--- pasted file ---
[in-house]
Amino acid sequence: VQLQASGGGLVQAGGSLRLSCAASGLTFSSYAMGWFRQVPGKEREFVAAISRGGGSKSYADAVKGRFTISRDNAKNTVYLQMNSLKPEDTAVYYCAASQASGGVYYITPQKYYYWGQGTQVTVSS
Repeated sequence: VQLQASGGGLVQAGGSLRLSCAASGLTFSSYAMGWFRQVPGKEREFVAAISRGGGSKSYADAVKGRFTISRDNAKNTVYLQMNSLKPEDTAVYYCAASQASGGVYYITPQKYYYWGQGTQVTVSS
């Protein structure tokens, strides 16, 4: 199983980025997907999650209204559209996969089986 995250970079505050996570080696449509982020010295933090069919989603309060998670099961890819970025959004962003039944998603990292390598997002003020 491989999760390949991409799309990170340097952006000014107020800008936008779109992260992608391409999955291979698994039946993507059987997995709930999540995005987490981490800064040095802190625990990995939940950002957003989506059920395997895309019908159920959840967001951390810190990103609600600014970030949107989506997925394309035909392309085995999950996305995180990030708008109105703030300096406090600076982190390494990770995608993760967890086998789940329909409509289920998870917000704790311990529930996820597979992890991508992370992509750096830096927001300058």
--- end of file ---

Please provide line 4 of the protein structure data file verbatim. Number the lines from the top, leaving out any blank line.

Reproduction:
């Protein structure tokens, strides 16, 4: 199983980025997907999650209204559209996969089986 995250970079505050996570080696449509982020010295933090069919989603309060998670099961890819970025959004962003039944998603990292390598997002003020 491989999760390949991409799309990170340097952006000014107020800008936008779109992260992608391409999955291979698994039946993507059987997995709930999540995005987490981490800064040095802190625990990995939940950002957003989506059920395997895309019908159920959840967001951390810190990103609600600014970030949107989506997925394309035909392309085995999950996305995180990030708008109105703030300096406090600076982190390494990770995608993760967890086998789940329909409509289920998870917000704790311990529930996820597979992890991508992370992509750096830096927001300058």